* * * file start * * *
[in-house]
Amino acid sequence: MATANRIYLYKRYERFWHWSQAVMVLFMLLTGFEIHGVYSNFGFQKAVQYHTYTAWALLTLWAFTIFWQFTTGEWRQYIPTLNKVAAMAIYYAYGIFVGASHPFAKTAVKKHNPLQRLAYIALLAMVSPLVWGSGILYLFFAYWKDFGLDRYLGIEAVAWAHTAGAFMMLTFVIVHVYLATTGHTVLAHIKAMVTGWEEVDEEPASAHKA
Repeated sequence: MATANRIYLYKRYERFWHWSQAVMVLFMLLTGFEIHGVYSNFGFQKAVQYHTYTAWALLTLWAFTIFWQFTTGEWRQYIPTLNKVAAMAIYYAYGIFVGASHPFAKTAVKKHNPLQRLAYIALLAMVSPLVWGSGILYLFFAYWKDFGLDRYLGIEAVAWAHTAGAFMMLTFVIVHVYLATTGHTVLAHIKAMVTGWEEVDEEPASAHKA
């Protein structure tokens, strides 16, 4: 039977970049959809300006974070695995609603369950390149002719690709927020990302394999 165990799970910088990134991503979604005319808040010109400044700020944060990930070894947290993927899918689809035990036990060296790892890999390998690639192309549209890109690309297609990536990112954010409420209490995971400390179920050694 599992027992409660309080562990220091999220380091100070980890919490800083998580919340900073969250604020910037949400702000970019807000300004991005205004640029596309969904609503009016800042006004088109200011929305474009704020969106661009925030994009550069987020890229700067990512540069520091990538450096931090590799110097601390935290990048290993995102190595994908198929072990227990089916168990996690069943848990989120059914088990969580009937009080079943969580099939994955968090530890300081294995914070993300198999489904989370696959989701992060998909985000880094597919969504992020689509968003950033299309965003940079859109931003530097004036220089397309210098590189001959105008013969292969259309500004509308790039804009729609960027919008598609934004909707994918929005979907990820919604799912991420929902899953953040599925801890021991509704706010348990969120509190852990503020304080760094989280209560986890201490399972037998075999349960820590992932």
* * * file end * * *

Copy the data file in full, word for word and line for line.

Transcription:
[in-house]
Amino acid sequence: MATANRIYLYKRYERFWHWSQAVMVLFMLLTGFEIHGVYSNFGFQKAVQYHTYTAWALLTLWAFTIFWQFTTGEWRQYIPTLNKVAAMAIYYAYGIFVGASHPFAKTAVKKHNPLQRLAYIALLAMVSPLVWGSGILYLFFAYWKDFGLDRYLGIEAVAWAHTAGAFMMLTFVIVHVYLATTGHTVLAHIKAMVTGWEEVDEEPASAHKA
Repeated sequence: MATANRIYLYKRYERFWHWSQAVMVLFMLLTGFEIHGVYSNFGFQKAVQYHTYTAWALLTLWAFTIFWQFTTGEWRQYIPTLNKVAAMAIYYAYGIFVGASHPFAKTAVKKHNPLQRLAYIALLAMVSPLVWGSGILYLFFAYWKDFGLDRYLGIEAVAWAHTAGAFMMLTFVIVHVYLATTGHTVLAHIKAMVTGWEEVDEEPASAHKA
């Protein structure tokens, strides 16, 4: 039977970049959809300006974070695995609603369950390149002719690709927020990302394999 165990799970910088990134991503979604005319808040010109400044700020944060990930070894947290993927899918689809035990036990060296790892890999390998690639192309549209890109690309297609990536990112954010409420209490995971400390179920050694 599992027992409660309080562990220091999220380091100070980890919490800083998580919340900073969250604020910037949400702000970019807000300004991005205004640029596309969904609503009016800042006004088109200011929305474009704020969106661009925030994009550069987020890229700067990512540069520091990538450096931090590799110097601390935290990048290993995102190595994908198929072990227990089916168990996690069943848990989120059914088990969580009937009080079943969580099939994955968090530890300081294995914070993300198999489904989370696959989701992060998909985000880094597919969504992020689509968003950033299309965003940079859109931003530097004036220089397309210098590189001959105008013969292969259309500004509308790039804009729609960027919008598609934004909707994918929005979907990820919604799912991420929902899953953040599925801890021991509704706010348990969120509190852990503020304080760094989280209560986890201490399972037998075999349960820590992932």